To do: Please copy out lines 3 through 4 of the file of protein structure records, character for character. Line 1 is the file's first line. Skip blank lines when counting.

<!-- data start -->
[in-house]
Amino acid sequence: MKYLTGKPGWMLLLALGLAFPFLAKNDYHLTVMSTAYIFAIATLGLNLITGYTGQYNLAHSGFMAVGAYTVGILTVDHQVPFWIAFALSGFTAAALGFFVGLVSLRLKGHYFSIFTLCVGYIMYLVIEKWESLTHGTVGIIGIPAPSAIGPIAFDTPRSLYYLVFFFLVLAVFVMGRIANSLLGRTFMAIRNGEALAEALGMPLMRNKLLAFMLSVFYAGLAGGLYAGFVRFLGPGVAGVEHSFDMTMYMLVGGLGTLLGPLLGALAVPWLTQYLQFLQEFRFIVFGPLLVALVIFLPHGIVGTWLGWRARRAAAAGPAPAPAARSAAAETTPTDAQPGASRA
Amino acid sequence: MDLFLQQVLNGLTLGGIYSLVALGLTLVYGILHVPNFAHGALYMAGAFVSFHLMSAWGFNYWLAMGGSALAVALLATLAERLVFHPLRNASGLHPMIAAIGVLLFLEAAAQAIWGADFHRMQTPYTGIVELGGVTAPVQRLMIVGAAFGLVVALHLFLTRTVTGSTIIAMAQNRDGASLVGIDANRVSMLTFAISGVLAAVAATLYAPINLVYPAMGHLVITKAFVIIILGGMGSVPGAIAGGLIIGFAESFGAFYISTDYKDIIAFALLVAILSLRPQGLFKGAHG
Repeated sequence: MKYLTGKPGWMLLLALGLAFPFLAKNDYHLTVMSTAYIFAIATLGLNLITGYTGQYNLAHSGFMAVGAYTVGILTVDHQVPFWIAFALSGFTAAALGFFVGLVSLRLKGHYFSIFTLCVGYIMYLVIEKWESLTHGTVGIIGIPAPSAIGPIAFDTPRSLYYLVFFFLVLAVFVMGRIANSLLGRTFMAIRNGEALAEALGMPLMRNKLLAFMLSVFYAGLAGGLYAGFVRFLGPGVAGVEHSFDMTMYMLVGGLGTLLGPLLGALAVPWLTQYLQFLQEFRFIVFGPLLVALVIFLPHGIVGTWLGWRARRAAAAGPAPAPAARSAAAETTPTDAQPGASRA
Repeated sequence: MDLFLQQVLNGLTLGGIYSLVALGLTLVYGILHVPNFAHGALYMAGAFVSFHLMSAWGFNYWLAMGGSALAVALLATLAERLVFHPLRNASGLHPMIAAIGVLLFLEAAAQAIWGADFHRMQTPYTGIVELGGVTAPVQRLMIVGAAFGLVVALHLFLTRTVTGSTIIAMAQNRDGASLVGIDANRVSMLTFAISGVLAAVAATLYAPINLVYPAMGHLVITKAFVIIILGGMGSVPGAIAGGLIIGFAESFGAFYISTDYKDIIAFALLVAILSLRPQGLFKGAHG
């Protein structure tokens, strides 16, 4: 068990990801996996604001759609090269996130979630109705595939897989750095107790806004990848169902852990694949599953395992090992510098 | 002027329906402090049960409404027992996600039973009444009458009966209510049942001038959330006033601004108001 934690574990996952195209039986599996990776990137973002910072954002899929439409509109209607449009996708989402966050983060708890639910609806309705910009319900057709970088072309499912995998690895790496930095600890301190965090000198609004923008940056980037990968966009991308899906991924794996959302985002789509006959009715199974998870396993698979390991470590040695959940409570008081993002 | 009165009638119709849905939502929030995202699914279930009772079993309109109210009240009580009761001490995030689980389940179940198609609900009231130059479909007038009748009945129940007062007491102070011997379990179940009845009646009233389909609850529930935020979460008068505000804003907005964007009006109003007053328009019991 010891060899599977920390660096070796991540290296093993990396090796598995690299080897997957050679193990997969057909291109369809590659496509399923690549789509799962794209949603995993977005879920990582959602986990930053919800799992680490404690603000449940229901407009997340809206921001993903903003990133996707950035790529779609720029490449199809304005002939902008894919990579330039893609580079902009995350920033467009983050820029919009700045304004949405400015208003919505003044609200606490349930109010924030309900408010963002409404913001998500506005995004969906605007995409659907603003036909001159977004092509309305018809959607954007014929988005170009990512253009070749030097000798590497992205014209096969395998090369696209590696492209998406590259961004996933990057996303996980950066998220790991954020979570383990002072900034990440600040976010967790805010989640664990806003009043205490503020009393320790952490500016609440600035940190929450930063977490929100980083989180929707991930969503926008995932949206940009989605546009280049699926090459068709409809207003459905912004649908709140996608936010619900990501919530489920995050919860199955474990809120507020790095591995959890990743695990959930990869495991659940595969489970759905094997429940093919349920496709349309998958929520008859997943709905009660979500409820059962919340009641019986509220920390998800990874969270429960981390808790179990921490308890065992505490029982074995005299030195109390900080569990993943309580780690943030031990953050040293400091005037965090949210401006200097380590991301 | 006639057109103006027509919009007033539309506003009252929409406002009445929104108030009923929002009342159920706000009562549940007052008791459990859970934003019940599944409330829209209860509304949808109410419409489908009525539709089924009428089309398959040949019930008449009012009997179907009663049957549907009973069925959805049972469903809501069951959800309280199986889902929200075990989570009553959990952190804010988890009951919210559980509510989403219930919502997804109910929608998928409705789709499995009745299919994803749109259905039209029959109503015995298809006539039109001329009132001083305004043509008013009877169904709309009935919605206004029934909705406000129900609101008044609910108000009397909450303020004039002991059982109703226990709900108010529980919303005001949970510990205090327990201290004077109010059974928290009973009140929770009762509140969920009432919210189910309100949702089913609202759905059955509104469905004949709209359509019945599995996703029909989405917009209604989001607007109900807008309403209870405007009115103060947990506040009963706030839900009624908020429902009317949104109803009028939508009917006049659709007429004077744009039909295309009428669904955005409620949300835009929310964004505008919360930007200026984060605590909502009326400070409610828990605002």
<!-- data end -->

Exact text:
Amino acid sequence: MDLFLQQVLNGLTLGGIYSLVALGLTLVYGILHVPNFAHGALYMAGAFVSFHLMSAWGFNYWLAMGGSALAVALLATLAERLVFHPLRNASGLHPMIAAIGVLLFLEAAAQAIWGADFHRMQTPYTGIVELGGVTAPVQRLMIVGAAFGLVVALHLFLTRTVTGSTIIAMAQNRDGASLVGIDANRVSMLTFAISGVLAAVAATLYAPINLVYPAMGHLVITKAFVIIILGGMGSVPGAIAGGLIIGFAESFGAFYISTDYKDIIAFALLVAILSLRPQGLFKGAHG
Repeated sequence: MKYLTGKPGWMLLLALGLAFPFLAKNDYHLTVMSTAYIFAIATLGLNLITGYTGQYNLAHSGFMAVGAYTVGILTVDHQVPFWIAFALSGFTAAALGFFVGLVSLRLKGHYFSIFTLCVGYIMYLVIEKWESLTHGTVGIIGIPAPSAIGPIAFDTPRSLYYLVFFFLVLAVFVMGRIANSLLGRTFMAIRNGEALAEALGMPLMRNKLLAFMLSVFYAGLAGGLYAGFVRFLGPGVAGVEHSFDMTMYMLVGGLGTLLGPLLGALAVPWLTQYLQFLQEFRFIVFGPLLVALVIFLPHGIVGTWLGWRARRAAAAGPAPAPAARSAAAETTPTDAQPGASRA